Virgin VMX review:

Virgin VMX

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Typical Price: $99.00
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CNET Editors' Rating

The Good 3G for under $100. Decent music player. 3.5m headphone jack. microSD card slot (but no card).

The Bad Dismal display. Nothing exciting to use the 3G with. Keypad will be too small for some.

The Bottom Line The VMX is a phone with many shortcomings, but most of these are outweighed by the AU$99 price tag. For most people who just need the basics, the VMX will do the trick.

Visit manufacturer site for details.

7.2 Overall

If you asked us, we'd have said a 3G phone for AU$200 is a pretty good deal. Though the faster data speeds of 3G are almost ubiquitous down under, thanks to our network structure, the cost of 3G handsets has still lingered at between $200-300, until now. Virgin has partnered with Chinese OEM Huawei and delivered a 3G capable handset for AU$99. For this low price can you expect more than a cardboard box with a 3G radio inside? We take a closer look.

Your fingers must be this big to ride

Absolutely every part of the VMX is tiny; from the buttons on the keypad, to the low-res screen, to the box the handset comes in, the VMX is like a mobile phone from Gulliver's Travels. This reviewer has tiny fingers by the standard of modern men and even I move my digits cautiously over this pint-sized keypad making sure I select the right key. In terms of overall size of the handset, the VMX compares to the Skypephone 3 released at the end of 2007, though thankfully the VMX feels considerably more solid than the flimsy Skypephone.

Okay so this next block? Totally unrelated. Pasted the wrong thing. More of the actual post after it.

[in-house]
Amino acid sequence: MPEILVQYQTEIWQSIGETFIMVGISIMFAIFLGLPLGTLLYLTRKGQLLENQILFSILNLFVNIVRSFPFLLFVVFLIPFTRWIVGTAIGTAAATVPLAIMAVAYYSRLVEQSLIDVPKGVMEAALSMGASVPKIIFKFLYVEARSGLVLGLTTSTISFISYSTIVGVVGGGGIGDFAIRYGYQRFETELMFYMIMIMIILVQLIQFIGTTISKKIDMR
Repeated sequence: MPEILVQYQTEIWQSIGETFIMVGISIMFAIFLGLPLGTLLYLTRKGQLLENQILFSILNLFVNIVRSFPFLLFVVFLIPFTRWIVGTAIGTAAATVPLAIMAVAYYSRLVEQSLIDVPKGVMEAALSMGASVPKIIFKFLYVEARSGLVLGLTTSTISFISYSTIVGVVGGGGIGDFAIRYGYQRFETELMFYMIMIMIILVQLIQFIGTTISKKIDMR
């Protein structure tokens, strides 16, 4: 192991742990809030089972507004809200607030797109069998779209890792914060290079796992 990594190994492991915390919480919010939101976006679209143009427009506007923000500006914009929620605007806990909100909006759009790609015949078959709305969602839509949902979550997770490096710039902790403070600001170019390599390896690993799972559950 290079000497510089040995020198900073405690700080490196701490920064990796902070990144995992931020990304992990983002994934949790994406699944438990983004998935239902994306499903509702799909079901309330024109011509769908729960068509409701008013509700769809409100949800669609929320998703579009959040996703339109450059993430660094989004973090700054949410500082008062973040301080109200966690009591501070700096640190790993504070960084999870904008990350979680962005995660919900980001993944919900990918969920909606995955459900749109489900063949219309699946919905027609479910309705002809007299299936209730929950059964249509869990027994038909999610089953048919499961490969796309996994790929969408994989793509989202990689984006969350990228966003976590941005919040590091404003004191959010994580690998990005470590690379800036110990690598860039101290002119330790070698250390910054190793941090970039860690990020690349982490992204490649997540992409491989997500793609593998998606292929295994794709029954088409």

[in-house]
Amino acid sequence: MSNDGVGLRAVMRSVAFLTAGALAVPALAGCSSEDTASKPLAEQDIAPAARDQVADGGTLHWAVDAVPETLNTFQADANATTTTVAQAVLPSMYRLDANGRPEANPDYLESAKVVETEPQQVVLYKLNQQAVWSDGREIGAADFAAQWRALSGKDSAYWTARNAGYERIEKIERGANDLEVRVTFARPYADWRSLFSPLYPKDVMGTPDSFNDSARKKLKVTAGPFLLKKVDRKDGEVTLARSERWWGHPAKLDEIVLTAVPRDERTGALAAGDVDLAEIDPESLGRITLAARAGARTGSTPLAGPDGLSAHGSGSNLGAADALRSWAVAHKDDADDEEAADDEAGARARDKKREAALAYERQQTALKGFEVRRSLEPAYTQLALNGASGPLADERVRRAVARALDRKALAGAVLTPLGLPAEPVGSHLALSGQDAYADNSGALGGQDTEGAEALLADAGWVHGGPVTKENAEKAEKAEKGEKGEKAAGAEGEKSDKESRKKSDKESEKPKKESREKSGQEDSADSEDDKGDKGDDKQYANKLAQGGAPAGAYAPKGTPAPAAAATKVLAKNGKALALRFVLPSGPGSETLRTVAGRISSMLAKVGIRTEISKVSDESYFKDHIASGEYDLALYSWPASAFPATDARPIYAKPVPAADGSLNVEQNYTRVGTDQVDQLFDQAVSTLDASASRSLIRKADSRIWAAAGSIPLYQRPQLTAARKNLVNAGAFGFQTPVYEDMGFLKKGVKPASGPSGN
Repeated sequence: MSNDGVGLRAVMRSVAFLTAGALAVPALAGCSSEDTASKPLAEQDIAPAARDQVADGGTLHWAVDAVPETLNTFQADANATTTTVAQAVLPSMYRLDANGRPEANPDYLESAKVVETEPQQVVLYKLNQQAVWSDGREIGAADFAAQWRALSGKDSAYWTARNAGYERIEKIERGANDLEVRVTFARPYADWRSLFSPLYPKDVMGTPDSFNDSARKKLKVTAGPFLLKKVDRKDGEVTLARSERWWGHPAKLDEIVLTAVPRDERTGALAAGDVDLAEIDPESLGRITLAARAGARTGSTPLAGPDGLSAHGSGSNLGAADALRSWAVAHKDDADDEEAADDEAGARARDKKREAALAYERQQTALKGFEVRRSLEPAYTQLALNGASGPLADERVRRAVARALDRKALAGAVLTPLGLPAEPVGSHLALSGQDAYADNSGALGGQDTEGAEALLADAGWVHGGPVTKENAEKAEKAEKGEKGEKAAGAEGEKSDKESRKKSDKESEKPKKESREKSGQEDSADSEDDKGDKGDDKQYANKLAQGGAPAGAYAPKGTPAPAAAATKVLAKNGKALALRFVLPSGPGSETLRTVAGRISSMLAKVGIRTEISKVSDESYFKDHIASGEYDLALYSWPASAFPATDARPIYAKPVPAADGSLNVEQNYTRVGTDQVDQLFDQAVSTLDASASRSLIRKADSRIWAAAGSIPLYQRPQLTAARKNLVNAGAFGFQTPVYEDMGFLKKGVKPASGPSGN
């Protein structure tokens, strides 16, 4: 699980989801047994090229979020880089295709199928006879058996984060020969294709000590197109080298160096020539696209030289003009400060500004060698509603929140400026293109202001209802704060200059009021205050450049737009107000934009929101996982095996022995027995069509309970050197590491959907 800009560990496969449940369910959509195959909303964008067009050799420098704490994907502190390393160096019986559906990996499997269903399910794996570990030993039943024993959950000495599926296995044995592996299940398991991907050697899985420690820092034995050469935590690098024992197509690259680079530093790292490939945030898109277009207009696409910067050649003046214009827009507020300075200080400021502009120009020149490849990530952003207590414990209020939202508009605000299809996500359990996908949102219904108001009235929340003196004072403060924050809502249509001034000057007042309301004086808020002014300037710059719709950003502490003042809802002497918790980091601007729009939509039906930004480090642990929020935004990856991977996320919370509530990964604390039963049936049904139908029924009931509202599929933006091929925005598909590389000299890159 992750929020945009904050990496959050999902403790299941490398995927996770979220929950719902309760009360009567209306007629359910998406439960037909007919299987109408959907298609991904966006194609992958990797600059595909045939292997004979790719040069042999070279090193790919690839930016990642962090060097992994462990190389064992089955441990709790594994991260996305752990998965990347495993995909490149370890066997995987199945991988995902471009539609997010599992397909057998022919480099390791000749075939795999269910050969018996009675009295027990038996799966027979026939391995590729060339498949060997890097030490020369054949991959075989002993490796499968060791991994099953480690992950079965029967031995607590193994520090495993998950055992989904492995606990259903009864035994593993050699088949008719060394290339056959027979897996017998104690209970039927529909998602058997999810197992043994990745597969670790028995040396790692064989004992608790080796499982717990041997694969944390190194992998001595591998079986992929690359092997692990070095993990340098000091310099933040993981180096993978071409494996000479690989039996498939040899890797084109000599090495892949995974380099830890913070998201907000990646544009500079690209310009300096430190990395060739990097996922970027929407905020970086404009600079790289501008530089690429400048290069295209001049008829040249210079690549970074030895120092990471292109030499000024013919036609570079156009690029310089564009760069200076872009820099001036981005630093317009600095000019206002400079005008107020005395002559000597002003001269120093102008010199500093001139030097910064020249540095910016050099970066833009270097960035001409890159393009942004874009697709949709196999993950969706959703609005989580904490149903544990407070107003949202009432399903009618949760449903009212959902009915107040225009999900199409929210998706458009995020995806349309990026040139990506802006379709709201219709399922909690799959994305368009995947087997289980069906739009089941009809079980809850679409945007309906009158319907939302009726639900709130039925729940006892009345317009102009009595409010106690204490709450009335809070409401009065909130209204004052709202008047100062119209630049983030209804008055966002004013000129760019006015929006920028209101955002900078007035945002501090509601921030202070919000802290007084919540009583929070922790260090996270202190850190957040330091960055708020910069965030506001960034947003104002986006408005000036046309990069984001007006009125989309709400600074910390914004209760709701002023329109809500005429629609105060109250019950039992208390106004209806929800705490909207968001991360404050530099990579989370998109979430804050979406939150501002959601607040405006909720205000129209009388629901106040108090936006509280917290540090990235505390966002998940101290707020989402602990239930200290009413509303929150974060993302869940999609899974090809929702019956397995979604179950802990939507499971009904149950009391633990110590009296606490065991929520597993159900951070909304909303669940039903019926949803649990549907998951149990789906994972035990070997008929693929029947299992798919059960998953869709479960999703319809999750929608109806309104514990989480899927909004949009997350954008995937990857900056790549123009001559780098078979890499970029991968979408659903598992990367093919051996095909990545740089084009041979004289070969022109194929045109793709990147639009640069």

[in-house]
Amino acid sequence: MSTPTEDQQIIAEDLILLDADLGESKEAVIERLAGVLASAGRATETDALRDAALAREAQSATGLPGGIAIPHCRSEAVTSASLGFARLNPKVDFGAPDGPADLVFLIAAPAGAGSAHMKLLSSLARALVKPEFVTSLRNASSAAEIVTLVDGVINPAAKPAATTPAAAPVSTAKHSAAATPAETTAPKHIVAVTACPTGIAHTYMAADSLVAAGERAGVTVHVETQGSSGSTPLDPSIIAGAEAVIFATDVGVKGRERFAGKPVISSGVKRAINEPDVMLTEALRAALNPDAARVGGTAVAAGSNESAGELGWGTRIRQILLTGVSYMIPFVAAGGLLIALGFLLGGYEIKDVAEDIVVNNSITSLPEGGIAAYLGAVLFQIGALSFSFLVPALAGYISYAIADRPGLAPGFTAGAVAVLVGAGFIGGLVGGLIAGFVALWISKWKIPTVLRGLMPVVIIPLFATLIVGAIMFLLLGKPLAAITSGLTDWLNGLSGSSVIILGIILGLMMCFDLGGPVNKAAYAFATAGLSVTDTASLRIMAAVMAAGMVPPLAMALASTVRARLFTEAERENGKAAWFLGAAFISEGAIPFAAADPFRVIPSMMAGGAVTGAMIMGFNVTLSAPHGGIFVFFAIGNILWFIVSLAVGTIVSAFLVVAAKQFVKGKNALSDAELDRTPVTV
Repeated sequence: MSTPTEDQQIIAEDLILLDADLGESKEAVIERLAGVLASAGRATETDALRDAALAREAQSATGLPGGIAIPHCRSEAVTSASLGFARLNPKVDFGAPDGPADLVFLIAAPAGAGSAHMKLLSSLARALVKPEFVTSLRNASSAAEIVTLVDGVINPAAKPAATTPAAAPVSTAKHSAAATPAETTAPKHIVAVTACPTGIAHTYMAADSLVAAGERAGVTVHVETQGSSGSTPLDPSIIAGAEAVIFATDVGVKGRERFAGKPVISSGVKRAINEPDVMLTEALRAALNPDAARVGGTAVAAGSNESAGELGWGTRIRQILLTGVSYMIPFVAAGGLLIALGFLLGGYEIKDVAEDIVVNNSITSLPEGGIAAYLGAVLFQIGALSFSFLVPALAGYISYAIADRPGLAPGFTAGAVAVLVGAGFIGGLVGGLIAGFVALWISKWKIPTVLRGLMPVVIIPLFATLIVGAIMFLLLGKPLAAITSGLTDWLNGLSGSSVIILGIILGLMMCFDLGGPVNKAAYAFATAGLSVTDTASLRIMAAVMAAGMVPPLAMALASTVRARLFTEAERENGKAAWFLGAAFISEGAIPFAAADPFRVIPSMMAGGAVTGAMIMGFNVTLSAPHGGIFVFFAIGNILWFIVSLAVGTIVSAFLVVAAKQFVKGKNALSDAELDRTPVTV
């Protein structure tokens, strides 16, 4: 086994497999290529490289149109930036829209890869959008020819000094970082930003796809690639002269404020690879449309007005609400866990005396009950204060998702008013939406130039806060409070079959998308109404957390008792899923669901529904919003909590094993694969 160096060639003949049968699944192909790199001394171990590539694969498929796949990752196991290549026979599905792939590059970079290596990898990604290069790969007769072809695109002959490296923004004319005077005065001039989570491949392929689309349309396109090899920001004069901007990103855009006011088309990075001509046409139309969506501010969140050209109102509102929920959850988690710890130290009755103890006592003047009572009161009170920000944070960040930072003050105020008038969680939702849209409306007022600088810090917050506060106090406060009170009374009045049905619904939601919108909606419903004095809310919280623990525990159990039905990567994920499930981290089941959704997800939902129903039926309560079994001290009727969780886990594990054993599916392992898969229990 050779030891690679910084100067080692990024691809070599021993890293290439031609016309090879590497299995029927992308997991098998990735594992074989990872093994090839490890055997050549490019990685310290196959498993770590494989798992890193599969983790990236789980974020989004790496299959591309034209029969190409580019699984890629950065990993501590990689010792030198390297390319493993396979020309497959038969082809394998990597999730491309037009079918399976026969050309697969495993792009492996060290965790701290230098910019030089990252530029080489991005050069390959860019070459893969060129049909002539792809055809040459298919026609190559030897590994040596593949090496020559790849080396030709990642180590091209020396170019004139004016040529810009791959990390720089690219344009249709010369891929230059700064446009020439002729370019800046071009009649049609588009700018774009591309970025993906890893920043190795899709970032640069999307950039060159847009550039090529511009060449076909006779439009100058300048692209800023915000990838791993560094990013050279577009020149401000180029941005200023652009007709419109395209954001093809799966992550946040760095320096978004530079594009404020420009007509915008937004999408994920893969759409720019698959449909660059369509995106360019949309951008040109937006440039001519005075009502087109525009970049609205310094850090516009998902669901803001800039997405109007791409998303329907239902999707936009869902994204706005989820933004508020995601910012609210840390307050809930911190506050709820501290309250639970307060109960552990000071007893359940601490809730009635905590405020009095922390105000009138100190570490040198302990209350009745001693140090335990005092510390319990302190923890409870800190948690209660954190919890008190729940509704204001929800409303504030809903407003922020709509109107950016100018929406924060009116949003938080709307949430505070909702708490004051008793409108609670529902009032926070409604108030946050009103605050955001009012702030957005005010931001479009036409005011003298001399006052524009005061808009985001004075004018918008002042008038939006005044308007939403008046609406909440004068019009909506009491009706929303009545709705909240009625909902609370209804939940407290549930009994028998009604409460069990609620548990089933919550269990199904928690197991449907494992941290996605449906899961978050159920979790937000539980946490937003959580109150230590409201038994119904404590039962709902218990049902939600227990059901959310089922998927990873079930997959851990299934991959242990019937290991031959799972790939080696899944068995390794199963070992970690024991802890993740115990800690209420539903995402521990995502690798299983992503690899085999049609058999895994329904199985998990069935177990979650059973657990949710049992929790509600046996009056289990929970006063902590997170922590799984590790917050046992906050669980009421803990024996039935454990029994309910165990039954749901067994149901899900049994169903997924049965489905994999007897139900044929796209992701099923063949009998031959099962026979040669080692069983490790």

Designed for fans of the West Tigers, the VMX sports a matte black finish with slashes of electric orange trim along the edges and on the keypad. On the back is a simple-looking 2-megapixel camera lens, while a mini-USB port and 3.5mm headphone socket line up along the top. Virgin chucks a pair of cheap-feeling headphones in the box with the VMX, though we must admit these performed better than we expected — a little light on bass, but loud and clear all the same.

The screen is the big letdown in the physical aspects of the VMX. For AU$99 we don't expect an iPhone-like touchscreen, but the VMX's QVGA resolution screen is a bit of a shocker; at its highest brightness setting the image on the screen is unusually hard to see. We put this down to the display being set back behind the glass cover, so that reflections from overhead lights or sunlight mask the screen image in glare. The display also suffers from a poor viewing angle, with the image being even harder to see unless you hold the phone directly straight on.

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